Secondly, as far as having the balls is concerned, that really is no big deal. Since I was a kid, the rebellion spirit has always been in me so for me to stand up and say I will do this and only this, was no great thing. I never saw that as having guts. I saw it as knowing yourself, and knowing what you want to do in life. Which, I guess, everyone should know at some point in their lives. It takes courage to go against the world. But this is different. It’s not like everyone was conspiring to make me a dentist (they were at one point hell bent on me doing medicine though). So I didn’t have to fight off a group of villains! All I had to do was stand up. For- a)myself, b)what I believed in, c)and for the field that I chose. So I did. I chose to do a degree as worthless as a BSc because it did two things. 1)- it gave me the time to do my own thing out in the field because I could afford to bunk college extensively (initially only because later I found out, I could bunk WITH permission, so I could legally take off whenever I wanted to). 2)- I didn’t need to study a lot. Just some basic stuff which I already knew, and some more additional stuff that was supposed to qualify as knowledge! So I got an easy deal. Only time I had to go mad, was during submission time, when I’d go mad rushing to finish journals, and exam time, because I would not study the whole year, and would cram my brain with text the day before the exams. So I figured, I could do that, and hence, the BSc thing seemed worth it to me. What the heck did I know my course structure would frustrate the daylights out of me and I would think of dropping out? But then, I started this. So I will finish it. One more year of this torture should be cool coz I don’t have to go to college too often anyway. Just need to get permits, and take off to do some project somewhere in some jungle.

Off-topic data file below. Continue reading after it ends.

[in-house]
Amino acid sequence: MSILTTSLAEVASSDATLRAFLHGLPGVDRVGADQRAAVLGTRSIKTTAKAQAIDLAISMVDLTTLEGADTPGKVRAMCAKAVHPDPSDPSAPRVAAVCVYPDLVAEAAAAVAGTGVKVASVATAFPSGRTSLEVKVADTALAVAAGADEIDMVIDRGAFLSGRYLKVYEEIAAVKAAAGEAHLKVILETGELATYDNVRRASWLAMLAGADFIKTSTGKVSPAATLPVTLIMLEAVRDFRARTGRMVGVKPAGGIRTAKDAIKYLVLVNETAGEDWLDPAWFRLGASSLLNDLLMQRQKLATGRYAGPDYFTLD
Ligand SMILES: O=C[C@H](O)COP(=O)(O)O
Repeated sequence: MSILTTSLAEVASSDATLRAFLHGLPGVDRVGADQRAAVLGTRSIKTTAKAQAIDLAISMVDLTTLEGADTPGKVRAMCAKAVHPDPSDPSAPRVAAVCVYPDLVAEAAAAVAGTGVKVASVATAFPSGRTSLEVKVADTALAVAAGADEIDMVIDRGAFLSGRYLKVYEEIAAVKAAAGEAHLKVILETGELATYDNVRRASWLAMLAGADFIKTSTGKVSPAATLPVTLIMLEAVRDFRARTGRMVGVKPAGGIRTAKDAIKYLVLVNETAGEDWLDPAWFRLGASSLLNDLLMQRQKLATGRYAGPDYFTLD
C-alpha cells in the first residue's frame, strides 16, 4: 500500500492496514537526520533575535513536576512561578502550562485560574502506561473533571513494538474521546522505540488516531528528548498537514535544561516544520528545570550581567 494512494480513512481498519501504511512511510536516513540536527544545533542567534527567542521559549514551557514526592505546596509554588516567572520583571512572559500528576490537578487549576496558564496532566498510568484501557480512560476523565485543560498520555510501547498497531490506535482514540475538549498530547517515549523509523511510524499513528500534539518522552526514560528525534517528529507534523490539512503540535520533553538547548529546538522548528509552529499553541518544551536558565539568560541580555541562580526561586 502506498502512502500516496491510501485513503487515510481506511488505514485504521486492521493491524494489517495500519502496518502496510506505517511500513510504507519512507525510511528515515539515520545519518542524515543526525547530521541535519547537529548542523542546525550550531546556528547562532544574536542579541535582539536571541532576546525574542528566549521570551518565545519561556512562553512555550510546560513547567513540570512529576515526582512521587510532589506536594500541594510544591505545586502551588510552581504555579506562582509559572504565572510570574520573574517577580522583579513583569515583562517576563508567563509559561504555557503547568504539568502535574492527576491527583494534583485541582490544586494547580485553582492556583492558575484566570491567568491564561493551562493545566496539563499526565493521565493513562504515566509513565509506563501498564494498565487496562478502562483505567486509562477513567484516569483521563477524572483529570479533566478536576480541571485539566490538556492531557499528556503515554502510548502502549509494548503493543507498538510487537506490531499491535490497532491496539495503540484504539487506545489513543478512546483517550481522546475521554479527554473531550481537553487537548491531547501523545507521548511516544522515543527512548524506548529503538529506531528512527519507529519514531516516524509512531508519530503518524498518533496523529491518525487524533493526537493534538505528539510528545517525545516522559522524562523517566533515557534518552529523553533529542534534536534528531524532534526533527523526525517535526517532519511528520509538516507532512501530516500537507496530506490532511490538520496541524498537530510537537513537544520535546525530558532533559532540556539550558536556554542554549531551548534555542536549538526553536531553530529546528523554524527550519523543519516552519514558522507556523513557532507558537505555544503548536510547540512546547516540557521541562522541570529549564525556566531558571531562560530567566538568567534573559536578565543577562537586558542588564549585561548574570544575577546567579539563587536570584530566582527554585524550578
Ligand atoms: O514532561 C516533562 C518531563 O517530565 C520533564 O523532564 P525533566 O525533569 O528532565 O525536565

So – it’s not guts. It is simply knowing- that this is what you want, and it is what YOU picked for yourself, and that you will never be able to blame anyone but yourself for the choice you made. Once that’s all set in your mind, and you are able to accept all consequences, it is all cool.

Thirdly, non-paying, non-sustaining profession. Honestly, if you use your brain wisely, I think, wildlife is a very rich field. Rich in terms of the amount of satisfaction you get, non-monetary. Job satisfaction. There is money here. You just have to know how to make it. And it depends on me whether I am able to learn how to make it or not. Agreed, it is much much tougher than most other fields because it takes you decades of effort to earn you your first salary. But once that’s done, it’s brighter because you now know the “tricks of the trade”. As for sustaining oneself, there are endless examples of people who work for wildlife conservation full time. All these people are alive and well, getting their 3 meals a day, and they’ve learned how to make their money. Whether it is Bittu Sahgal of Sanctuary Asia who has learned in his own way, or whether it is the Forest Department, or Govardhan Singh Rathore who has adopted several self-sustaining methods. All these chaps know their requirements, they know what they got to do to get there, and these are just 3 examples. The first 3 I could think of. And yeah, there may not be the kind of cash that an IT pro might get, but how many IT pros get to wake up one morning, smell fresh rainforest air, and say, “ok, Im going to go for a walk along the river and monitor King Cobras today.” I live, breathe, love, talk wildlife. That is only because I chose to. All comes down to just one thing. The choice you make.

You can choose whether you want a mansion, 5 servants, 7 dogs with a servant each, an Audi, a BMW, a Merc, a Ferrari, blah blah blah… OR you want a life in which you make your own calls, you have NO boss, because thankfully, you dictate terms to yourself, and you get to live in places that most people only dream of or see on TV or hear of.
Other people’s dreams also are too polluted to let them dream of rainforests or Chambal .. but you- you get to live there.

That’s the life. And for me, that IS life.